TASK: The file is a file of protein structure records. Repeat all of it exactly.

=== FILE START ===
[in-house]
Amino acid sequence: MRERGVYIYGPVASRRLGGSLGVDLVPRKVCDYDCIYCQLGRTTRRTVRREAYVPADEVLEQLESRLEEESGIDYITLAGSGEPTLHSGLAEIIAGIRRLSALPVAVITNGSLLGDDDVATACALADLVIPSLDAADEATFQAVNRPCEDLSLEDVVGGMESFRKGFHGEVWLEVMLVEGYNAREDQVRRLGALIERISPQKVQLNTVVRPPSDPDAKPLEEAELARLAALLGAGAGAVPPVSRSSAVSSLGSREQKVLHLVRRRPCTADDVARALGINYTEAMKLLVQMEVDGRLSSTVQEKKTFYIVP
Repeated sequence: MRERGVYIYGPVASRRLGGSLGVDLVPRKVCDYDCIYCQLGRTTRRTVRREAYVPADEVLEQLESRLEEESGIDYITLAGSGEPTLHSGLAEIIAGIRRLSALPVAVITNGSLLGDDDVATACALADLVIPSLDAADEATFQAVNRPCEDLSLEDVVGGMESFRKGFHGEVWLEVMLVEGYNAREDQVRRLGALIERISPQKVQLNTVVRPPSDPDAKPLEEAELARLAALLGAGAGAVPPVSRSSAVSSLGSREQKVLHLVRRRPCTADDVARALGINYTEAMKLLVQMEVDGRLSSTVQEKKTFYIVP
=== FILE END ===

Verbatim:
[in-house]
Amino acid sequence: MRERGVYIYGPVASRRLGGSLGVDLVPRKVCDYDCIYCQLGRTTRRTVRREAYVPADEVLEQLESRLEEESGIDYITLAGSGEPTLHSGLAEIIAGIRRLSALPVAVITNGSLLGDDDVATACALADLVIPSLDAADEATFQAVNRPCEDLSLEDVVGGMESFRKGFHGEVWLEVMLVEGYNAREDQVRRLGALIERISPQKVQLNTVVRPPSDPDAKPLEEAELARLAALLGAGAGAVPPVSRSSAVSSLGSREQKVLHLVRRRPCTADDVARALGINYTEAMKLLVQMEVDGRLSSTVQEKKTFYIVP
Repeated sequence: MRERGVYIYGPVASRRLGGSLGVDLVPRKVCDYDCIYCQLGRTTRRTVRREAYVPADEVLEQLESRLEEESGIDYITLAGSGEPTLHSGLAEIIAGIRRLSALPVAVITNGSLLGDDDVATACALADLVIPSLDAADEATFQAVNRPCEDLSLEDVVGGMESFRKGFHGEVWLEVMLVEGYNAREDQVRRLGALIERISPQKVQLNTVVRPPSDPDAKPLEEAELARLAALLGAGAGAVPPVSRSSAVSSLGSREQKVLHLVRRRPCTADDVARALGINYTEAMKLLVQMEVDGRLSSTVQEKKTFYIVP